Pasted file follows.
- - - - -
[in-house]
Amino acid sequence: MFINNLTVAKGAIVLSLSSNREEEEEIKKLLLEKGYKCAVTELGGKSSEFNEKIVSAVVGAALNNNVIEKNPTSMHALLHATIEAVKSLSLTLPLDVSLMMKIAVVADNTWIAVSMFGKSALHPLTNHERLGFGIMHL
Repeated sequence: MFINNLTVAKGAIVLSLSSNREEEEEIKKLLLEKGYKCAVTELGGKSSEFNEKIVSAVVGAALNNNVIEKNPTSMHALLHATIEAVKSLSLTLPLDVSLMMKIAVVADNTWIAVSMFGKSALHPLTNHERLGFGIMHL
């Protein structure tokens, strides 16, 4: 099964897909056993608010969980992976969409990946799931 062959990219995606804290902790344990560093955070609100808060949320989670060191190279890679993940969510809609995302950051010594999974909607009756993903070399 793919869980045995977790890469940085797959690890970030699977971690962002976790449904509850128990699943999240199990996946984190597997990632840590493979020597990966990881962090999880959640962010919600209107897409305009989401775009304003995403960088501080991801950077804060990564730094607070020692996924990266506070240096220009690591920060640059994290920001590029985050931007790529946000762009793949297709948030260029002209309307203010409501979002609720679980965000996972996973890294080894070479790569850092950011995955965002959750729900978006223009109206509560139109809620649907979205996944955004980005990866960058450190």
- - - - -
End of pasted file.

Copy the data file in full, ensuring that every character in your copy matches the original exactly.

[in-house]
Amino acid sequence: MFINNLTVAKGAIVLSLSSNREEEEEIKKLLLEKGYKCAVTELGGKSSEFNEKIVSAVVGAALNNNVIEKNPTSMHALLHATIEAVKSLSLTLPLDVSLMMKIAVVADNTWIAVSMFGKSALHPLTNHERLGFGIMHL
Repeated sequence: MFINNLTVAKGAIVLSLSSNREEEEEIKKLLLEKGYKCAVTELGGKSSEFNEKIVSAVVGAALNNNVIEKNPTSMHALLHATIEAVKSLSLTLPLDVSLMMKIAVVADNTWIAVSMFGKSALHPLTNHERLGFGIMHL
């Protein structure tokens, strides 16, 4: 099964897909056993608010969980992976969409990946799931 062959990219995606804290902790344990560093955070609100808060949320989670060191190279890679993940969510809609995302950051010594999974909607009756993903070399 793919869980045995977790890469940085797959690890970030699977971690962002976790449904509850128990699943999240199990996946984190597997990632840590493979020597990966990881962090999880959640962010919600209107897409305009989401775009304003995403960088501080991801950077804060990564730094607070020692996924990266506070240096220009690591920060640059994290920001590029985050931007790529946000762009793949297709948030260029002209309307203010409501979002609720679980965000996972996973890294080894070479790569850092950011995955965002959750729900978006223009109206509560139109809620649907979205996944955004980005990866960058450190």